The supports can live without the retraction and your print will have a better quality. Besides, your print is finished faster, which is always good.

Nozzle Settings

You can leave the nozzle setting as it is when printing with Ender 3. It is 16 mm and 20 mm/s. This is perfectly ok. These settings only need to be changed if you would work with a double extruder. 

But the Ender 3 has only one, so don’t have to think about that.

Combing Mode

The Combing Mode offers four setting options. There are the settings:

  • Off
  • All
  • Not in skin
  • Within infill

The Combing Mode gives the slicer the path. It tells it to hold the nozzle where it says and to print only in these areas. In our opinion, the best setting is “Within infill”. This reduces the necessary number of retractions. 

The nozzle remains within the filling areas and does not move back and forth unnecessarily. It can extend the printing time a little bit, but at the same time it protects your filament.

All Settings Summarized

Since there are some settings you can or should consider, they are summarized here again at a glance for you.

  • Enable Retraction: Yes
  • Retraction Distance: 5 mm (gradually adjust by 1 mm until the stringing disappeared)
  • Retraction Speed: 50 mm/s (slow down even more if damage to the filament is visible)
  • Maximum Retraction Count: 10
  • Retraction Minimum Travel: 1
  • Limit Support Retractions: Yes
  • Retraction distance of the nozzle switch: 16 mm (leave default setting)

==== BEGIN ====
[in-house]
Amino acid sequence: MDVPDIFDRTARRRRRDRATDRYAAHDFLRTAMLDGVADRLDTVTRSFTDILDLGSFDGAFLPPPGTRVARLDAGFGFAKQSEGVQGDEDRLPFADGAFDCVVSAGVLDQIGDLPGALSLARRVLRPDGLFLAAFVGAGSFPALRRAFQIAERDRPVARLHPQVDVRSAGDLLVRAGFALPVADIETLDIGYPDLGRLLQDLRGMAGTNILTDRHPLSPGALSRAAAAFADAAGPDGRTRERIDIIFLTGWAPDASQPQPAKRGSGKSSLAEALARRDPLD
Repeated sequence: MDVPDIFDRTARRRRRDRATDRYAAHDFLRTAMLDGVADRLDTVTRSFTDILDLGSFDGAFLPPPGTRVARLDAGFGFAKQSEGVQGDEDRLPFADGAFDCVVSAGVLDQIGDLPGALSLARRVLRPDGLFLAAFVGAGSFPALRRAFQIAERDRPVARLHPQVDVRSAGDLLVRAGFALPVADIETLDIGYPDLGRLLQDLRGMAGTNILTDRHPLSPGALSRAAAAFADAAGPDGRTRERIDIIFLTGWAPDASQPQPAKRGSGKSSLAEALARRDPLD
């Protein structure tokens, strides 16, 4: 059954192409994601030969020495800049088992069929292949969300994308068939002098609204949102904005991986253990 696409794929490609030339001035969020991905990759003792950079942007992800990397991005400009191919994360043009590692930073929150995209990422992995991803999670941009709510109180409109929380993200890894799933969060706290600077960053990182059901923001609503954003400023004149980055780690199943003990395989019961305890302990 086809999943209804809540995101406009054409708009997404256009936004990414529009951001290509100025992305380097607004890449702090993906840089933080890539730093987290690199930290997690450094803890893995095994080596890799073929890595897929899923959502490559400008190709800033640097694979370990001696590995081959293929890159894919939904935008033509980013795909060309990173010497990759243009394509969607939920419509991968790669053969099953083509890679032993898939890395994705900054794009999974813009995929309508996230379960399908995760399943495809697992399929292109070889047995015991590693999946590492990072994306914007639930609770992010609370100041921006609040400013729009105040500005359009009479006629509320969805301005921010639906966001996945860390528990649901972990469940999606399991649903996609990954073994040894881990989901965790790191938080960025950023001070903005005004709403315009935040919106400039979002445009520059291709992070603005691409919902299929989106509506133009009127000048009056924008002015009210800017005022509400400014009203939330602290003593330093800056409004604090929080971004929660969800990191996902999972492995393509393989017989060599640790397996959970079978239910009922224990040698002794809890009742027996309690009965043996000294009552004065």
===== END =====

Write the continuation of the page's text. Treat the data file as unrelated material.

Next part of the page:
• Retraction speed of the nozzle switch: 20 mm/s (leave default setting)
  • Combing mode: Yes, within the filling

How Can It Still Come to Stringing?

There are of course other possible causes for stringing in 3D printing. Among others, the following points can also cause problems:

  • Nozzle condition
  • Dirty nozzle
  • Length of the melting zone
  • Bowden tube with smaller inner diameter

The nozzle properties are as important as the settings during 3D printing. If the nozzle is damaged, corroded, outdated or badly drilled, has cracks or other damage, this has a significant effect on the print quality and can also be a trigger for stringing. 

So make sure that your nozzle has been manufactured cleanly and is still intact. So you can save yourself the trouble of making all the adjustments if your nozzle already has a defect.

The same applies to a dirty nozzle. Your nozzle should always be clean. Clean it regularly and professionally. Because a dirty nozzle naturally pulls threads, the old filament has to go somewhere.

For fast printing you are often recommended good nozzles with a large reservoir and large openings. But this also makes them drip faster and they tend to string. That’s why you should stick to small nozzles if you don’t like stringing.